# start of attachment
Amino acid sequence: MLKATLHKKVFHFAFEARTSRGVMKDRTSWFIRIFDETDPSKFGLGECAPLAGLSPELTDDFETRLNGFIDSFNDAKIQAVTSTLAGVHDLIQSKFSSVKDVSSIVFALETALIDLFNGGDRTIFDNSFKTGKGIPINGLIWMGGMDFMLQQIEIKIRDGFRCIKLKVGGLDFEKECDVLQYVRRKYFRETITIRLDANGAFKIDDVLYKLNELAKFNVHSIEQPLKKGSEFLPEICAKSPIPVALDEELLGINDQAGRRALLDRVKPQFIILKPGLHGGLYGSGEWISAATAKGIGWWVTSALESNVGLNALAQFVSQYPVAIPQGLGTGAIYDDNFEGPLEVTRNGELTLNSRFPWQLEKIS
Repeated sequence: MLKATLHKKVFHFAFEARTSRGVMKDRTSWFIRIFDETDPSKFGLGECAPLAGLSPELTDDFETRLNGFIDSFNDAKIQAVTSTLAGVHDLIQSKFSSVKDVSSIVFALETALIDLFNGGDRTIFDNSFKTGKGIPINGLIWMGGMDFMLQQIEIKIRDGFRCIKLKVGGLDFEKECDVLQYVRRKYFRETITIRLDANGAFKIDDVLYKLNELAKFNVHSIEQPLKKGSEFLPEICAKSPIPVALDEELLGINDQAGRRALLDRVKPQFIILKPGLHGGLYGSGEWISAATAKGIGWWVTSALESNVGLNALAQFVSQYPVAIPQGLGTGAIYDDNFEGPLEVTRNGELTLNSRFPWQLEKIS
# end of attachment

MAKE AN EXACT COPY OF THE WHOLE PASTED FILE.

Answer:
Amino acid sequence: MLKATLHKKVFHFAFEARTSRGVMKDRTSWFIRIFDETDPSKFGLGECAPLAGLSPELTDDFETRLNGFIDSFNDAKIQAVTSTLAGVHDLIQSKFSSVKDVSSIVFALETALIDLFNGGDRTIFDNSFKTGKGIPINGLIWMGGMDFMLQQIEIKIRDGFRCIKLKVGGLDFEKECDVLQYVRRKYFRETITIRLDANGAFKIDDVLYKLNELAKFNVHSIEQPLKKGSEFLPEICAKSPIPVALDEELLGINDQAGRRALLDRVKPQFIILKPGLHGGLYGSGEWISAATAKGIGWWVTSALESNVGLNALAQFVSQYPVAIPQGLGTGAIYDDNFEGPLEVTRNGELTLNSRFPWQLEKIS
Repeated sequence: MLKATLHKKVFHFAFEARTSRGVMKDRTSWFIRIFDETDPSKFGLGECAPLAGLSPELTDDFETRLNGFIDSFNDAKIQAVTSTLAGVHDLIQSKFSSVKDVSSIVFALETALIDLFNGGDRTIFDNSFKTGKGIPINGLIWMGGMDFMLQQIEIKIRDGFRCIKLKVGGLDFEKECDVLQYVRRKYFRETITIRLDANGAFKIDDVLYKLNELAKFNVHSIEQPLKKGSEFLPEICAKSPIPVALDEELLGINDQAGRRALLDRVKPQFIILKPGLHGGLYGSGEWISAATAKGIGWWVTSALESNVGLNALAQFVSQYPVAIPQGLGTGAIYDDNFEGPLEVTRNGELTLNSRFPWQLEKIS